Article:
Collaboration over substance problems seen as key

University of Otago chancellor Royden Somerville QC caps Andre McLachlan at a recent university graduation ceremony in the Dunedin Town Hall. Dr McLachlan is accompanied by two of his children, Tama Dalbeth (3, left) and Te Ahuru o te Rangi McLachlan (5).
University of Otago chancellor Royden Somerville QC caps Andre McLachlan at a recent university graduation ceremony in the Dunedin Town Hall. Dr McLachlan is accompanied by two of his children, Tama Dalbeth (3, left) and Te Ahuru o te Rangi McLachlan (5). Photo: Stephen Jaquiery
Many people shifting to rural areas because of urban housing shortages are striking problems because of inadequate mental health services, Andre McLachlan says.

Dr McLachlan is a clinical psychologist who graduated from the University of Otago last weekend with a doctorate focusing on collaboration with, and for, rural Maori with substance use and related problems.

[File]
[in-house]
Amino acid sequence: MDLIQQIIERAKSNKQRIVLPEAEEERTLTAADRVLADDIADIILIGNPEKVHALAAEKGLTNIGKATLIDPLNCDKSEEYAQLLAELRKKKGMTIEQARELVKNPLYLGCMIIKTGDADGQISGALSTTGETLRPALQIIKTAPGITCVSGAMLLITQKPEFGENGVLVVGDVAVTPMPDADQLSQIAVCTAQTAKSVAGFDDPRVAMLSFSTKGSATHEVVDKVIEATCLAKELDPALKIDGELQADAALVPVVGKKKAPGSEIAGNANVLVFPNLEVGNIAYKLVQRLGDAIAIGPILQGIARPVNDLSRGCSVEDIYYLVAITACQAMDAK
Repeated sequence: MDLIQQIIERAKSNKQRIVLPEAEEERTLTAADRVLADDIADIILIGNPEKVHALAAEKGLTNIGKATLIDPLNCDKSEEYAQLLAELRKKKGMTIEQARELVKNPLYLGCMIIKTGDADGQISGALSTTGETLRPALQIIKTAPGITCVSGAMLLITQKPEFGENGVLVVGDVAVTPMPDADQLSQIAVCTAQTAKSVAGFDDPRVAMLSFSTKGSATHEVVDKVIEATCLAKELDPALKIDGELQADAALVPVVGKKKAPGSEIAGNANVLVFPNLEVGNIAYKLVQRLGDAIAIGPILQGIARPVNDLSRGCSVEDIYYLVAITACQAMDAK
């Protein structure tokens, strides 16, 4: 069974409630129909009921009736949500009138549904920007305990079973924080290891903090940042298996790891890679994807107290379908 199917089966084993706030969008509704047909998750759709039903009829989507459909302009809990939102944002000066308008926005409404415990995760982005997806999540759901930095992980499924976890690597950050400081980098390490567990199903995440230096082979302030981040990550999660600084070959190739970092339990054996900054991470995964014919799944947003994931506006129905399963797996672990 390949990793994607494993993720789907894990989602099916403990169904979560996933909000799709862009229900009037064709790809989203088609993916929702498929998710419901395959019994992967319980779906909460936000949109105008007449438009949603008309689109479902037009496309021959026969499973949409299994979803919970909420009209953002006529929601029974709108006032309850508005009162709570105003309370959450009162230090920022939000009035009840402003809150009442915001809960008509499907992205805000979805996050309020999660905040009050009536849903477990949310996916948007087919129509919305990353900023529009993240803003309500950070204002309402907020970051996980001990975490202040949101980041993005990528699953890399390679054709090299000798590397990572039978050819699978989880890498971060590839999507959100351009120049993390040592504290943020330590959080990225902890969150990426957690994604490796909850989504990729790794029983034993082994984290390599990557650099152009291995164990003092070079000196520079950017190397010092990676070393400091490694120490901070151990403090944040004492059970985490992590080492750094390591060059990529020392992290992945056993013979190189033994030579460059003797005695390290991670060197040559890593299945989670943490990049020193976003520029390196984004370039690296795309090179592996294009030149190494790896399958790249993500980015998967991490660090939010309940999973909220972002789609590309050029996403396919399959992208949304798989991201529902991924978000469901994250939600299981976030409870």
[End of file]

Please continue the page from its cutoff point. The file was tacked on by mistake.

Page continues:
It was vital a collaborative community and family-based approach was adopted, bringing together health, mental health and social services support to meet community needs in dealing with substance use problems, he said.

''It's all about collaborative process, working in with community and family.''

It was also important for health providers to know the history of the area they were working in, and for the community to set its own priorities, he said.

Dr McLachlan lives in Whatawhata, near Hamilton, and undertook his eight years of study through the university's Christchurch campus. His supervisors were at the university's Maori/Indigenous Health Institute and the department of psychological medicine's National Addiction Centre.

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